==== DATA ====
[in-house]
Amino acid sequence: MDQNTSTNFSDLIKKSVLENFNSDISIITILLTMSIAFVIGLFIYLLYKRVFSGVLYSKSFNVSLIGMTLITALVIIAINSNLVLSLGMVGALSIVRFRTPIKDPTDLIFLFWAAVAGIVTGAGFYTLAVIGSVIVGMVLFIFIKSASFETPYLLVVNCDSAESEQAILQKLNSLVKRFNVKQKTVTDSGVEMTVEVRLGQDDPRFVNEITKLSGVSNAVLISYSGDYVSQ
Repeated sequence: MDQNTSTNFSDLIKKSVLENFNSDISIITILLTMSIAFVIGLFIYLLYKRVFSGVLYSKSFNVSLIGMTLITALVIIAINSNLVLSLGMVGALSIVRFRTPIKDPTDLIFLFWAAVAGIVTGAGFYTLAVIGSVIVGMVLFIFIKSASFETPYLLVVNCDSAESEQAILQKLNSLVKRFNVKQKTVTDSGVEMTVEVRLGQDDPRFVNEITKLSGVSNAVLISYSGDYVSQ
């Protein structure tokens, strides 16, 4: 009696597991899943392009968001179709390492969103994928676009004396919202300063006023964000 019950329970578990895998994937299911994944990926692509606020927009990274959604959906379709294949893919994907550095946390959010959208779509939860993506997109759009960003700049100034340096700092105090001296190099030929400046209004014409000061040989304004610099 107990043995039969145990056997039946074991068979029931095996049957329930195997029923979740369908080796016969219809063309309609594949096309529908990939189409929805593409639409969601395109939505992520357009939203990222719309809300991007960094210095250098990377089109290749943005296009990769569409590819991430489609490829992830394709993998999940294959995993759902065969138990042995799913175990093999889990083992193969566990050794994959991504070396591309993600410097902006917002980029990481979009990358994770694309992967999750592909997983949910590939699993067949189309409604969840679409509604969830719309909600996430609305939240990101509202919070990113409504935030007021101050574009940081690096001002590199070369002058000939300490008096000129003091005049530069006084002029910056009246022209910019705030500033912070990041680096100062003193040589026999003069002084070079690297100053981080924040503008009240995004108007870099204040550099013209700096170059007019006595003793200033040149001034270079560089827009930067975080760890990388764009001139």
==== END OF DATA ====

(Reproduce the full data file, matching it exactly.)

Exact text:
[in-house]
Amino acid sequence: MDQNTSTNFSDLIKKSVLENFNSDISIITILLTMSIAFVIGLFIYLLYKRVFSGVLYSKSFNVSLIGMTLITALVIIAINSNLVLSLGMVGALSIVRFRTPIKDPTDLIFLFWAAVAGIVTGAGFYTLAVIGSVIVGMVLFIFIKSASFETPYLLVVNCDSAESEQAILQKLNSLVKRFNVKQKTVTDSGVEMTVEVRLGQDDPRFVNEITKLSGVSNAVLISYSGDYVSQ
Repeated sequence: MDQNTSTNFSDLIKKSVLENFNSDISIITILLTMSIAFVIGLFIYLLYKRVFSGVLYSKSFNVSLIGMTLITALVIIAINSNLVLSLGMVGALSIVRFRTPIKDPTDLIFLFWAAVAGIVTGAGFYTLAVIGSVIVGMVLFIFIKSASFETPYLLVVNCDSAESEQAILQKLNSLVKRFNVKQKTVTDSGVEMTVEVRLGQDDPRFVNEITKLSGVSNAVLISYSGDYVSQ
């Protein structure tokens, strides 16, 4: 009696597991899943392009968001179709390492969103994928676009004396919202300063006023964000 019950329970578990895998994937299911994944990926692509606020927009990274959604959906379709294949893919994907550095946390959010959208779509939860993506997109759009960003700049100034340096700092105090001296190099030929400046209004014409000061040989304004610099 107990043995039969145990056997039946074991068979029931095996049957329930195997029923979740369908080796016969219809063309309609594949096309529908990939189409929805593409639409969601395109939505992520357009939203990222719309809300991007960094210095250098990377089109290749943005296009990769569409590819991430489609490829992830394709993998999940294959995993759902065969138990042995799913175990093999889990083992193969566990050794994959991504070396591309993600410097902006917002980029990481979009990358994770694309992967999750592909997983949910590939699993067949189309409604969840679409509604969830719309909600996430609305939240990101509202919070990113409504935030007021101050574009940081690096001002590199070369002058000939300490008096000129003091005049530069006084002029910056009246022209910019705030500033912070990041680096100062003193040589026999003069002084070079690297100053981080924040503008009240995004108007870099204040550099013209700096170059007019006595003793200033040149001034270079560089827009930067975080760890990388764009001139």